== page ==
Rapid Coronavirus tracing to prevent spread of infection - Innovation Fund Denmark (J. no. 0208-00045B).

Project Details

Layman's description

Poor hand hygiene in hospitals and nursing homes poses a high risk to patients, nursing home residents, and healthcare professionals who may become infected with COVID-19. Therefore, DTU and the company Sani nudge are further developing a digital tool aimed at improving hand hygiene among healthcare professionals and tracing the infection. The project has just received a grant of DKK 2.8 million from Innovation Fund Denmark.

The tool is designed as an advanced Dankort payment card system and consists of Bluetooth beacons that provide information about the exact location of healthcare staff. A kind of Dankort chip is installed in the staff members’ name tags, and the chip registers when they walk by a hand sanitizer dispenser or a hospital bed in the department. For example, the system may be programmed to issue a reminder if the employee forgets to disinfect his or her hands at one of the locations.

“One of the most effective ways of reducing the risk of COVID-19 infection is to disinfect your hands. Hands pose a huge risk as a source of infection of many patients and colleagues in the department,” says Marco Bo Hansen, MD, Medical Director in charge of research in the company Sani nudge.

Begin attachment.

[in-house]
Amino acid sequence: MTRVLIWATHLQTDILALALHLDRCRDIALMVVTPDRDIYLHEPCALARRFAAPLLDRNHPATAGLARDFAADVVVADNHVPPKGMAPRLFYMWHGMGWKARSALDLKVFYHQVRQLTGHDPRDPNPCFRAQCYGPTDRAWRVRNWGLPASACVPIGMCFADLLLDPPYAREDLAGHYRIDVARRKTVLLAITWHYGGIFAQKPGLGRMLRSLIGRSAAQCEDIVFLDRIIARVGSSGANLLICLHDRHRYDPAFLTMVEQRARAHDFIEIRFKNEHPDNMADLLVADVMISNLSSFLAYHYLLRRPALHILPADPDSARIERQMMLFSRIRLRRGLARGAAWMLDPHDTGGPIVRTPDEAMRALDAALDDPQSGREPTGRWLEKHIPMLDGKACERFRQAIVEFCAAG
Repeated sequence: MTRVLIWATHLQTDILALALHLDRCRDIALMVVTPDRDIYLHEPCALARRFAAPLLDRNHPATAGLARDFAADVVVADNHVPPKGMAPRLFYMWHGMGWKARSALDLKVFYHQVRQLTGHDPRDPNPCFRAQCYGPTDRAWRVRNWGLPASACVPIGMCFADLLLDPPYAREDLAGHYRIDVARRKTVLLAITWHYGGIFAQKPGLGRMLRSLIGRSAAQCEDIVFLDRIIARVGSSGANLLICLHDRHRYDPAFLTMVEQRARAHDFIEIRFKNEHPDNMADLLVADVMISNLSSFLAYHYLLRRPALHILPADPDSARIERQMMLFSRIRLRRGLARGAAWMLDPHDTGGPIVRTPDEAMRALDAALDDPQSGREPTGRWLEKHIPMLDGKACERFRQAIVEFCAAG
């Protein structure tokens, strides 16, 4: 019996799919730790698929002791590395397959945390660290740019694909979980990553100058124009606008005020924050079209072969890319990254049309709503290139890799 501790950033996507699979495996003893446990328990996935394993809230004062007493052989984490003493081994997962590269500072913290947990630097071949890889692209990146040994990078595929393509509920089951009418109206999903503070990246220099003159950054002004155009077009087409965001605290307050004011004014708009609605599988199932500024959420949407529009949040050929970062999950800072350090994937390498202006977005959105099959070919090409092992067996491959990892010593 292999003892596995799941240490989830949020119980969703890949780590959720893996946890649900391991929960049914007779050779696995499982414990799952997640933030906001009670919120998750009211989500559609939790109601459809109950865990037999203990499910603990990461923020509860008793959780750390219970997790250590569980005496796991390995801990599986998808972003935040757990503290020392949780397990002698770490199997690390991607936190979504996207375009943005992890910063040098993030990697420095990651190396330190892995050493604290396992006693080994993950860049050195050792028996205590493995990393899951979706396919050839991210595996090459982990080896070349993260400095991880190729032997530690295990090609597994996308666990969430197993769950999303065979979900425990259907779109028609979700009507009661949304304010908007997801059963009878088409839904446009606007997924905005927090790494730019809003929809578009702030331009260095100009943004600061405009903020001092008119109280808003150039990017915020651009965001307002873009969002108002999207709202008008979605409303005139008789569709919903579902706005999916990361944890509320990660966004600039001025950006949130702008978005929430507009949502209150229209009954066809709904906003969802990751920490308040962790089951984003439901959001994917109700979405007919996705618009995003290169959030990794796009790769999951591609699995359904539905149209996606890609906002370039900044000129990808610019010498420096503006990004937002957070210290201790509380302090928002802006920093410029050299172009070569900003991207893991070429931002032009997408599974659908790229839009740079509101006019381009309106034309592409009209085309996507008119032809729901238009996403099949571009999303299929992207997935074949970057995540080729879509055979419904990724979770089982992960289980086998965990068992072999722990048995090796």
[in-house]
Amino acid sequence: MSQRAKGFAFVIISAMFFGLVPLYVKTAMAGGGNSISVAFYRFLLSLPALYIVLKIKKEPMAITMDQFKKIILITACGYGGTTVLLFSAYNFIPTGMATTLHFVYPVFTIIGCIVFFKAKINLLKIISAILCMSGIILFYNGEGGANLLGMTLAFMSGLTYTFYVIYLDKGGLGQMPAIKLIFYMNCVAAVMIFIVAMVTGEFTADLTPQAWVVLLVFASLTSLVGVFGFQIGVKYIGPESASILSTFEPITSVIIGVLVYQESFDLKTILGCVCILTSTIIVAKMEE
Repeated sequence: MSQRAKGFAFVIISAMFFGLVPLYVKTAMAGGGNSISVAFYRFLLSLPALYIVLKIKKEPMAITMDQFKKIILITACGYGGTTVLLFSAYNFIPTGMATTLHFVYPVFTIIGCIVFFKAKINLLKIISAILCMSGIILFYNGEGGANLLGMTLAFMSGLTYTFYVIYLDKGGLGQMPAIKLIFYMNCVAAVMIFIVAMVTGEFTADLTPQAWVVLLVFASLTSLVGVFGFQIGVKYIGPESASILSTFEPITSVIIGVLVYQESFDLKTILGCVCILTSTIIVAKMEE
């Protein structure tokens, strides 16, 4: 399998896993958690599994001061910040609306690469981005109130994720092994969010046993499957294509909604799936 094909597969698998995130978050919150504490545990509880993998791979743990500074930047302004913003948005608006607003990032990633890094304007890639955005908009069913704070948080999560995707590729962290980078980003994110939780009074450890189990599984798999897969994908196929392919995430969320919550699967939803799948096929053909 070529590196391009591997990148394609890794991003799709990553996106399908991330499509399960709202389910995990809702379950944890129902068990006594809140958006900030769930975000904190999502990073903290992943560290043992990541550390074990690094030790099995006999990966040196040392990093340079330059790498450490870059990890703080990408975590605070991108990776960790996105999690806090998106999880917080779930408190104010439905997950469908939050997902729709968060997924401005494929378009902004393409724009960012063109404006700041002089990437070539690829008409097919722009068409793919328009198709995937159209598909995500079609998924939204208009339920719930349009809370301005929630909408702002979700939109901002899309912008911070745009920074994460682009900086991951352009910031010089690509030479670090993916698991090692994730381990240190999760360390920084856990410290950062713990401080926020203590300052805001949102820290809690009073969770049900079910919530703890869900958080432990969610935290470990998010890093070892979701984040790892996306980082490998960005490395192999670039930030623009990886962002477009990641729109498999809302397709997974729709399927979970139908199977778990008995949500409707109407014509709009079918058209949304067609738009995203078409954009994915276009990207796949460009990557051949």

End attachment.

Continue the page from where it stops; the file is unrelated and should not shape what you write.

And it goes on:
“Normally, it’s a time-consuming, resource-intensive and manual task to identify who has been in contact with infected persons. We have therefore joined forces to improve hand hygiene and track the movement of healthcare staff in hospitals and nursing homes, so that the areas in which an infected person has been can be disinfected quickly.”

Simple project with great impact
If a patient or nursing home resident is diagnosed with COVID-19, the tool makes it possible to trace which healthcare staff members have been near the patient, and subsequently notify them of a possible infection risk. This gives hospitals and nursing homes an overview of who should be tested and which rooms need to be cleaned to prevent Coronavirus outbreaks. DTU Compute handles the analysis of data from the pilot project.

“We expect to be able to find out if it’s at all possible to trace the spread of infection in this way,” says Bjarne Kjær Ersbøll, who is a professor at DTU Compute.

“The project is very simple, but has a huge impact. We’re already seeing a major impact on the number of new Coronavirus cases and deaths simply from the use of distancing, disinfection, and good hand hygiene. There’s no doubt that improved hand hygiene will have a fantastic effect.”

Over the next few months, the system will be tested in a pilot project at a hospital and a nursing home. It will subsequently be rolled out to more hospital departments and nursing homes.
Short titleCOVID Trace
Effective start/end date17/08/202016/08/2021

Collaborative partners


  • COVID-19
  • Data analysis
  • Health care


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